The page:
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Ask Majella: Majella O'Donnell solves your problems


Majella O'Donnell

Majella O'Donnell

Majella O'Donnell

Dear Majella: I am very worried about my parents. They are both in their 80s and have always been very active and independent. My dad was even driving up until last year. However, in the last year or so my mum has been unwell and is now quite frail. She had a fall and broke her hip and has limited mobility and quite a lot of pain since.

They have always had an old-fashioned relationship where mam did all of the cooking and cleaning. Now that she's not able for it anymore, my dad doesn't know where to start. The house is getting dirty and I'm worried that they don't get proper meals. I do what I can with the cleaning and putting dinners in the freezer but I live a few hours away so I can't be there all the time.

They need some help about the house but my dad just goes mad whenever it's suggested and says that they can look after themselves. How can I convince him to accept some help without hurting his pride?


Majella replies: It's very sad to see our loved ones getting older and not being able to manage as they once did. I think it's a very frightening time for them and I can understand how they don't want to give up their independence. It must be hard when your children are telling you what you can and can't do.

I can also understand exactly where you are coming from. I suppose the first thing I would suggest would be to get 'home help' but I presume that you have already thought of that and your dad is against it. You really need to be very tactful about how you address this with him. You don't want to make him feel useless or past it, but at the same time he needs to know that the house has to be kept to a decent standard and he needs to have a proper meal every day.

Maybe you could talk to him and explain that you are worried that he and your mum are not eating enough and that you would like to show him how to prepare some basic meals that he can do for himself. Tell him that you know he is capable but that you need to show him how because it is something he has never done before. Try to build his confidence a little.

You could also do a light cleaning rota for him that he could manage on his own just to keep on top of things. Let him know that you want him to be able to take care of himself and your mum for as long as he can, but that he has to realise that may involve getting some help from time to time.

Tell him that, because you live so far away, it would ease your mind if you knew that someone would pop in every now and then to see that they are OK.

I'm sure that when he knows that you are only trying to do what you think is best for the two of them, he will understand and be more willing to accept a helping hand.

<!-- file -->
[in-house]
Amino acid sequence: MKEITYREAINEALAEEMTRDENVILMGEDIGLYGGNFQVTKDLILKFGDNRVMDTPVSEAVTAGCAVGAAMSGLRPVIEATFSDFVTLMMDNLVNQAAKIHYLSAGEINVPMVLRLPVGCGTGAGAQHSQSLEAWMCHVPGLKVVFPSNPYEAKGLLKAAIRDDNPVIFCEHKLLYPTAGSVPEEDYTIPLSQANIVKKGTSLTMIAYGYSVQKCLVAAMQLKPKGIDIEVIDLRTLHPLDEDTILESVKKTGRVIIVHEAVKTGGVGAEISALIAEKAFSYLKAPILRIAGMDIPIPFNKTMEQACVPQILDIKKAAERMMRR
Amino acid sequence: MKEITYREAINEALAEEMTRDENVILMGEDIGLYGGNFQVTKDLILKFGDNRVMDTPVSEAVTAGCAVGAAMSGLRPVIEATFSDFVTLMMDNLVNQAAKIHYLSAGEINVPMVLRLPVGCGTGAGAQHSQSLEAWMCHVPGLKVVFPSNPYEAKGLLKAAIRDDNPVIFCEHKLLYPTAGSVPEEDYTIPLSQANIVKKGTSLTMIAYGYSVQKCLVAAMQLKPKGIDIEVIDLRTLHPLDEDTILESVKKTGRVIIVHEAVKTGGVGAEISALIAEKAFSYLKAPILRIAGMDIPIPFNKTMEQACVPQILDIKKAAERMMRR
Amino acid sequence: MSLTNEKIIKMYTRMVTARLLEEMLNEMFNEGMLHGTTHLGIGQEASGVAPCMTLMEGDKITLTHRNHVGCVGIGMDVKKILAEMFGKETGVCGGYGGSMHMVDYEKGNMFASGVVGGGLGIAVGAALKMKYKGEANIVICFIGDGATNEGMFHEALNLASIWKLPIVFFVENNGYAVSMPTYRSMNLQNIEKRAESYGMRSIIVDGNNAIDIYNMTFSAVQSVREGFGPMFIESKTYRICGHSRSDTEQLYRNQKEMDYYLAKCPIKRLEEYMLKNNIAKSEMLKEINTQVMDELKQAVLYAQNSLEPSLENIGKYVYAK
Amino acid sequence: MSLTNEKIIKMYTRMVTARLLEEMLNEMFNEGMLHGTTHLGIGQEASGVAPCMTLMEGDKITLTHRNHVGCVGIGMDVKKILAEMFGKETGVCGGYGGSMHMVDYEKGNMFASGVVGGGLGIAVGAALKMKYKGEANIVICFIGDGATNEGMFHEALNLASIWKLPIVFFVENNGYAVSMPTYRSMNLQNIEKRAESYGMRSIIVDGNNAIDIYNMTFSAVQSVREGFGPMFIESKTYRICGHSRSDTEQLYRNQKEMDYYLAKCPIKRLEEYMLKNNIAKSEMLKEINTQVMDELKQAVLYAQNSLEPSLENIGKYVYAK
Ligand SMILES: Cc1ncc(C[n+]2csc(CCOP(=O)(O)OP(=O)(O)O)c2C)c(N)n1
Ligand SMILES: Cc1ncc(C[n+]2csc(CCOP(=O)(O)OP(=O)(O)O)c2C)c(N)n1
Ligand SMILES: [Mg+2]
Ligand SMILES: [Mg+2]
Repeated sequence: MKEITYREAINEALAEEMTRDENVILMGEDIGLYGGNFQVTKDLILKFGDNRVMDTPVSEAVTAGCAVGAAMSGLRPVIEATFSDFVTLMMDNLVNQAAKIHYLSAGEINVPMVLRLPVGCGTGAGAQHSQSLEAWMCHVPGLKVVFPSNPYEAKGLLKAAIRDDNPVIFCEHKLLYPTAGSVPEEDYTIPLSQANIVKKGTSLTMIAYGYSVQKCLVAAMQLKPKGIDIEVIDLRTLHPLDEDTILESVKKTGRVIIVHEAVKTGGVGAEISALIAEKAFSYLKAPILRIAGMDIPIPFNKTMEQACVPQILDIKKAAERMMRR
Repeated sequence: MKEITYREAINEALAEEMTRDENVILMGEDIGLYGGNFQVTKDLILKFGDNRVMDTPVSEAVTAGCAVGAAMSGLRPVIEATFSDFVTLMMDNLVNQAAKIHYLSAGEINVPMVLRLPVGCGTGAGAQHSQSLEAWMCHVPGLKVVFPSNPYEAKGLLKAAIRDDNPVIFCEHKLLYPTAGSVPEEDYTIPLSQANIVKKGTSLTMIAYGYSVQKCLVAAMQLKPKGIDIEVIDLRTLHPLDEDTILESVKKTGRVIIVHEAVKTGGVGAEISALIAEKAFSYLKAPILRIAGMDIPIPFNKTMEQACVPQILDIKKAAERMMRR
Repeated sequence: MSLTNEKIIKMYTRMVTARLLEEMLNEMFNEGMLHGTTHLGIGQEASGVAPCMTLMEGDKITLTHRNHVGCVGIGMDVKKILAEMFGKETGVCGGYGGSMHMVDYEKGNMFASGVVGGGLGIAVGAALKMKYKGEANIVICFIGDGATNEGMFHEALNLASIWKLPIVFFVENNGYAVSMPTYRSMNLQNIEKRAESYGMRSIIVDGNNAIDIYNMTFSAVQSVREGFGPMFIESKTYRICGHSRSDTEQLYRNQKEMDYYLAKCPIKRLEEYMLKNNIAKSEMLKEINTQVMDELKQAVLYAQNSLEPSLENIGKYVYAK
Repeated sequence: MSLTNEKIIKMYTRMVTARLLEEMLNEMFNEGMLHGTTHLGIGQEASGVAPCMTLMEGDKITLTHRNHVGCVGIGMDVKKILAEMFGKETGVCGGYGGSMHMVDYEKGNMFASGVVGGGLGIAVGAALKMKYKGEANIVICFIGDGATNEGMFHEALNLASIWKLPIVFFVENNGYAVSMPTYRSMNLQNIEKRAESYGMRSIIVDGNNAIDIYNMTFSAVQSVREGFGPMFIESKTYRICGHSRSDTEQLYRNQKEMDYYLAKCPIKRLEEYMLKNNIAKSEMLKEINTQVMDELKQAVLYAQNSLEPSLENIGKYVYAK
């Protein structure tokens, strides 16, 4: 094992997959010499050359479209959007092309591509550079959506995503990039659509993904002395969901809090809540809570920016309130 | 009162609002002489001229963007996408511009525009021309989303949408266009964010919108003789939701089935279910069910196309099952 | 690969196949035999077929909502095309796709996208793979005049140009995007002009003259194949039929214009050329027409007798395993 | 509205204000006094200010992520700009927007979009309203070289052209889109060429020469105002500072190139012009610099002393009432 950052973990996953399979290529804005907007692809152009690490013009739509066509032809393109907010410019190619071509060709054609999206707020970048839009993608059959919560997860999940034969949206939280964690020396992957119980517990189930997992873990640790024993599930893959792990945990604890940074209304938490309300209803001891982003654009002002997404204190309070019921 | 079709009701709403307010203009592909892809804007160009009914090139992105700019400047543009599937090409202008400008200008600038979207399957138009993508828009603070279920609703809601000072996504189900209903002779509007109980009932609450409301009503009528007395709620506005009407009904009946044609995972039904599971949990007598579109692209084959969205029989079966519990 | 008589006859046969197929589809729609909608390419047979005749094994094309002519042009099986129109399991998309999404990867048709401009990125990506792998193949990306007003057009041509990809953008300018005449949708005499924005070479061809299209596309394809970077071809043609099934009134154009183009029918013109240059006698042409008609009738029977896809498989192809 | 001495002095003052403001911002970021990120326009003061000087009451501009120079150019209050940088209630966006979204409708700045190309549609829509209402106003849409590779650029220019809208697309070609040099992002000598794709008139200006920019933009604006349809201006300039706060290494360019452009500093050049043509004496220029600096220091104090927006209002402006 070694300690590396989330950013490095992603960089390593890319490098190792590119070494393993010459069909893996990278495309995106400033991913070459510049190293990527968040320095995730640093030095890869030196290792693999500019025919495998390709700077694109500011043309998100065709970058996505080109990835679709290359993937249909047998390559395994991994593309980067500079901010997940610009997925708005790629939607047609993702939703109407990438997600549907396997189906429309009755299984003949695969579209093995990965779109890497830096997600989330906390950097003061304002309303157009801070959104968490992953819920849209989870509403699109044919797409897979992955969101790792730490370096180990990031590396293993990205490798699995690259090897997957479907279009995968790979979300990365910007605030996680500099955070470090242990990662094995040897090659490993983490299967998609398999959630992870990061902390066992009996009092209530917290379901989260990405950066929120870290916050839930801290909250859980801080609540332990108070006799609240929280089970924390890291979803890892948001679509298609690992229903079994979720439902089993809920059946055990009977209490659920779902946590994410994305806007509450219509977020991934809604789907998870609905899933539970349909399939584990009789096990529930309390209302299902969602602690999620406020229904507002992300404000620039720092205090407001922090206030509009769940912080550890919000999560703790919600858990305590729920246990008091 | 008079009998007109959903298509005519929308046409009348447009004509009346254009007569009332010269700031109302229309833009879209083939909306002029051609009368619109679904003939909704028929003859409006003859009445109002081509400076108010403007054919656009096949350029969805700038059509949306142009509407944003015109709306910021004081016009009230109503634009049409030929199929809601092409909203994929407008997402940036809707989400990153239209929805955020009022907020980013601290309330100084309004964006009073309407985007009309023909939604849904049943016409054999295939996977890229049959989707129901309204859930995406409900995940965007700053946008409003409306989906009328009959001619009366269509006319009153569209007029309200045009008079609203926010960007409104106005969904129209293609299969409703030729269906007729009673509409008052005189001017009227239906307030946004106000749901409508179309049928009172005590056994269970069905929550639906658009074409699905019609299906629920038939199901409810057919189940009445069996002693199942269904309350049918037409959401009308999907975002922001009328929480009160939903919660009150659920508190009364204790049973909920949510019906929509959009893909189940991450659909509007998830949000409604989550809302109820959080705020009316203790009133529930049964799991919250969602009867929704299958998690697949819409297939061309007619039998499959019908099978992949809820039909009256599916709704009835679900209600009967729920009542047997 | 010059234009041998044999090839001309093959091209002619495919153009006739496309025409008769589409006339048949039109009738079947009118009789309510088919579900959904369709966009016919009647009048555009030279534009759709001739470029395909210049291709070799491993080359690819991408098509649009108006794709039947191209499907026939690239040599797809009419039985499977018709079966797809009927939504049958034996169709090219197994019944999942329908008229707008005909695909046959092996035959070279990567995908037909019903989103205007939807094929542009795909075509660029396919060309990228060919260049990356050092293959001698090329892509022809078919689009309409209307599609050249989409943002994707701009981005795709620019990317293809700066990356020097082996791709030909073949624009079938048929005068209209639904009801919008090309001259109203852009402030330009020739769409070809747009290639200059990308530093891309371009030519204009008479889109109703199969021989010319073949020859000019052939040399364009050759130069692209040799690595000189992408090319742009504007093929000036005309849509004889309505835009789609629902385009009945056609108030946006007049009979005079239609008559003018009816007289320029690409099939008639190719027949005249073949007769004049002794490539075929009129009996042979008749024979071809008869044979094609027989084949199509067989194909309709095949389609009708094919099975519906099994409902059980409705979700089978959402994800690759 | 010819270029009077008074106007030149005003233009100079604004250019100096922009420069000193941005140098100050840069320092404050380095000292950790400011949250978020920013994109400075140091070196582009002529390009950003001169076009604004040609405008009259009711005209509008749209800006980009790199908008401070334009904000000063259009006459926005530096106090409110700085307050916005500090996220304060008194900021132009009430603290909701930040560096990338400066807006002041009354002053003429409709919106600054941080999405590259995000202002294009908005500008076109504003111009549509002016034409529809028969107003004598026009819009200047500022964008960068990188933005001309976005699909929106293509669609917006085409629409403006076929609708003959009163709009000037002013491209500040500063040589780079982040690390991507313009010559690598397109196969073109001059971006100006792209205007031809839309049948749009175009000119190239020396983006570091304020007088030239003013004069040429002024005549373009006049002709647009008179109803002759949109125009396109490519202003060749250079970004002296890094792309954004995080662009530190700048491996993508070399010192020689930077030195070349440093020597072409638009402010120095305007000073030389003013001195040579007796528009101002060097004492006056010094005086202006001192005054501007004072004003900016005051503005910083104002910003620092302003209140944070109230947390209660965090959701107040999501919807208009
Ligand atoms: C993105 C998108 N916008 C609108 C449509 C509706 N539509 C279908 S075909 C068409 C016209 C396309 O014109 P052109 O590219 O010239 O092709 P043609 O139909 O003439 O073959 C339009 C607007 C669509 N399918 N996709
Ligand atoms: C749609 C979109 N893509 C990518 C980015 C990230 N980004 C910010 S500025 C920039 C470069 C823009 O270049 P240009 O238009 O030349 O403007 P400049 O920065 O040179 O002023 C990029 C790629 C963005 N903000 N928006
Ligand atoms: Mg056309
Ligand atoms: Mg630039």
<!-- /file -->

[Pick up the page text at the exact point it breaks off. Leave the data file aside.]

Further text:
Dear Majella

My 15-year-old daughter has me at my wits' end. She throws tantrums at the drop of a hat and won't do anything that she's asked. She doesn't always come home on time, and last week we were called to the school where we heard she'd been skipping classes. I've grounded her and taken away her mobile phone as punishment, but that's just made her stop talking to me. Her older brother and sister were grand teenagers - moody by times but there was none of this drama. What can I do?

Elaine, via email

Majella replies: Dear Elaine

Oh boy - how I remember that stage! I know it can be very difficult dealing with teenagers. Their hormones are all over the place. They are at that stage when they are not children but they are also not adults either. It's a frustrating time for them and of course for the parents, too.

All teenagers push the boundaries at this stage in their lives. But by doing so, they are also learning what is acceptable and what is not. They are learning about parenting from you, so, even though you may think you are getting nowhere, they are learning from you all the time.You just have to ride it out and try to be as supportive and patient as you can be. When she does something that you don't approve of, ask her how she would handle a problem like that when she has her own children. It may help if she looks at the situation through your eyes and she realises that you are only doing what you believe to be the best you can for her.

Talk to her and explain why you don't want her to miss classes or why you want her to come home at the time you set for her. Let her see that you are not doing just to be awkward but that you need to know that she is safe.

Teenagers sometimes think that there is no one else in the world except them. Your daughter is not unusual and I'm sure she will change as she gets older and more mature.

From what you have said, she really doesn't sound like a bad girl. I don't think you need to be too concerned about her behaviour. She is just being a normal teenager. It's not fair to compare her to her siblings. All children have different personalities. Your daughter is her own person. She may be difficult at times but, as I always say "this too will pass".

Just continue being the loving caring mother that you obviously are and try not to let this difficult stage get between the two of you.

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